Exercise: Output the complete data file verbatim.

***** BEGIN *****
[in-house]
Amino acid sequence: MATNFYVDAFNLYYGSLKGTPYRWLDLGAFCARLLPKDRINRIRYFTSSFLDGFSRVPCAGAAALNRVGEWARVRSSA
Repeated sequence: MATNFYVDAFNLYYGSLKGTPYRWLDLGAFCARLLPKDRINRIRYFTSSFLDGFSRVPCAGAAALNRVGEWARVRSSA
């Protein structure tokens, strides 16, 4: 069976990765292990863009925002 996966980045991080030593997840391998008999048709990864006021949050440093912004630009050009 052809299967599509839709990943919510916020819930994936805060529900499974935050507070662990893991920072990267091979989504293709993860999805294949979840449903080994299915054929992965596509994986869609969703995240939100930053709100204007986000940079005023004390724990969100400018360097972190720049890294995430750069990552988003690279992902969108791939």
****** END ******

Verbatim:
[in-house]
Amino acid sequence: MATNFYVDAFNLYYGSLKGTPYRWLDLGAFCARLLPKDRINRIRYFTSSFLDGFSRVPCAGAAALNRVGEWARVRSSA
Repeated sequence: MATNFYVDAFNLYYGSLKGTPYRWLDLGAFCARLLPKDRINRIRYFTSSFLDGFSRVPCAGAAALNRVGEWARVRSSA
């Protein structure tokens, strides 16, 4: 069976990765292990863009925002 996966980045991080030593997840391998008999048709990864006021949050440093912004630009050009 052809299967599509839709990943919510916020819930994936805060529900499974935050507070662990893991920072990267091979989504293709993860999805294949979840449903080994299915054929992965596509994986869609969703995240939100930053709100204007986000940079005023004390724990969100400018360097972190720049890294995430750069990552988003690279992902969108791939």